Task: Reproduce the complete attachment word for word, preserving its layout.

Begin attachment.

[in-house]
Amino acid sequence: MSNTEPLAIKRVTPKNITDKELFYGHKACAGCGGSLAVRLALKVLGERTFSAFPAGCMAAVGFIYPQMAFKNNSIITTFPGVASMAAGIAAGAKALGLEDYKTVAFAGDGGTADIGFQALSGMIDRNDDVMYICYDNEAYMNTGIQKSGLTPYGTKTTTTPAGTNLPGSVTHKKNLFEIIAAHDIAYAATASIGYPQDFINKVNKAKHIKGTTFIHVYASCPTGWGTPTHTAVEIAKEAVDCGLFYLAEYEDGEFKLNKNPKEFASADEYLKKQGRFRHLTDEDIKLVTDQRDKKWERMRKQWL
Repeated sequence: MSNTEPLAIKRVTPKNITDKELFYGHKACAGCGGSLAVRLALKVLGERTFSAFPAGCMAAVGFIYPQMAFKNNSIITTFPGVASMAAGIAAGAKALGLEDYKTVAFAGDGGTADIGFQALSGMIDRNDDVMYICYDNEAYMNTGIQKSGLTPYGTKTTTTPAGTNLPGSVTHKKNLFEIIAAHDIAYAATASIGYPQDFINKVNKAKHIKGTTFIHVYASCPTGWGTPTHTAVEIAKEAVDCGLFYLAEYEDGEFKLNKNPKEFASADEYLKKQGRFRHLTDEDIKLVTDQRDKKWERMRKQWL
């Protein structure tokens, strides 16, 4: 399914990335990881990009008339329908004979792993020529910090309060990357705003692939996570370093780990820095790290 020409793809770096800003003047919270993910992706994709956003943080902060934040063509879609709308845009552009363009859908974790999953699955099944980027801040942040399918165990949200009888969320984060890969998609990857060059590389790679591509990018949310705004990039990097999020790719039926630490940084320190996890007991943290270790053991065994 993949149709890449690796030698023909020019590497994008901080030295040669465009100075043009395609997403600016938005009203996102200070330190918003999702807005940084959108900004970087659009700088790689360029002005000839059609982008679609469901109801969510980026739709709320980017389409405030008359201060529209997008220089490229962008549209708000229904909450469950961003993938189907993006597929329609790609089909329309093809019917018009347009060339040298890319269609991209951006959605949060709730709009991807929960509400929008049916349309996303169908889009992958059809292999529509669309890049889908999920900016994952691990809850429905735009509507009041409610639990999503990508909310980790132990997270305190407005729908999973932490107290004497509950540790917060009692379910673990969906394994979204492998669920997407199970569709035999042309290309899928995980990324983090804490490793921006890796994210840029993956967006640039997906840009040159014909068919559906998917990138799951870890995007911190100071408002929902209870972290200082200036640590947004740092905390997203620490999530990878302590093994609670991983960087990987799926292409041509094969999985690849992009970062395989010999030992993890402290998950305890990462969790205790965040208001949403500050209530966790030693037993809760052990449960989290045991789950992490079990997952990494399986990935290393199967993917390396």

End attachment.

[in-house]
Amino acid sequence: MSNTEPLAIKRVTPKNITDKELFYGHKACAGCGGSLAVRLALKVLGERTFSAFPAGCMAAVGFIYPQMAFKNNSIITTFPGVASMAAGIAAGAKALGLEDYKTVAFAGDGGTADIGFQALSGMIDRNDDVMYICYDNEAYMNTGIQKSGLTPYGTKTTTTPAGTNLPGSVTHKKNLFEIIAAHDIAYAATASIGYPQDFINKVNKAKHIKGTTFIHVYASCPTGWGTPTHTAVEIAKEAVDCGLFYLAEYEDGEFKLNKNPKEFASADEYLKKQGRFRHLTDEDIKLVTDQRDKKWERMRKQWL
Repeated sequence: MSNTEPLAIKRVTPKNITDKELFYGHKACAGCGGSLAVRLALKVLGERTFSAFPAGCMAAVGFIYPQMAFKNNSIITTFPGVASMAAGIAAGAKALGLEDYKTVAFAGDGGTADIGFQALSGMIDRNDDVMYICYDNEAYMNTGIQKSGLTPYGTKTTTTPAGTNLPGSVTHKKNLFEIIAAHDIAYAATASIGYPQDFINKVNKAKHIKGTTFIHVYASCPTGWGTPTHTAVEIAKEAVDCGLFYLAEYEDGEFKLNKNPKEFASADEYLKKQGRFRHLTDEDIKLVTDQRDKKWERMRKQWL
């Protein structure tokens, strides 16, 4: 399914990335990881990009008339329908004979792993020529910090309060990357705003692939996570370093780990820095790290 020409793809770096800003003047919270993910992706994709956003943080902060934040063509879609709308845009552009363009859908974790999953699955099944980027801040942040399918165990949200009888969320984060890969998609990857060059590389790679591509990018949310705004990039990097999020790719039926630490940084320190996890007991943290270790053991065994 993949149709890449690796030698023909020019590497994008901080030295040669465009100075043009395609997403600016938005009203996102200070330190918003999702807005940084959108900004970087659009700088790689360029002005000839059609982008679609469901109801969510980026739709709320980017389409405030008359201060529209997008220089490229962008549209708000229904909450469950961003993938189907993006597929329609790609089909329309093809019917018009347009060339040298890319269609991209951006959605949060709730709009991807929960509400929008049916349309996303169908889009992958059809292999529509669309890049889908999920900016994952691990809850429905735009509507009041409610639990999503990508909310980790132990997270305190407005729908999973932490107290004497509950540790917060009692379910673990969906394994979204492998669920997407199970569709035999042309290309899928995980990324983090804490490793921006890796994210840029993956967006640039997906840009040159014909068919559906998917990138799951870890995007911190100071408002929902209870972290200082200036640590947004740092905390997203620490999530990878302590093994609670991983960087990987799926292409041509094969999985690849992009970062395989010999030992993890402290998950305890990462969790205790965040208001949403500050209530966790030693037993809760052990449960989290045991789950992490079990997952990494399986990935290393199967993917390396």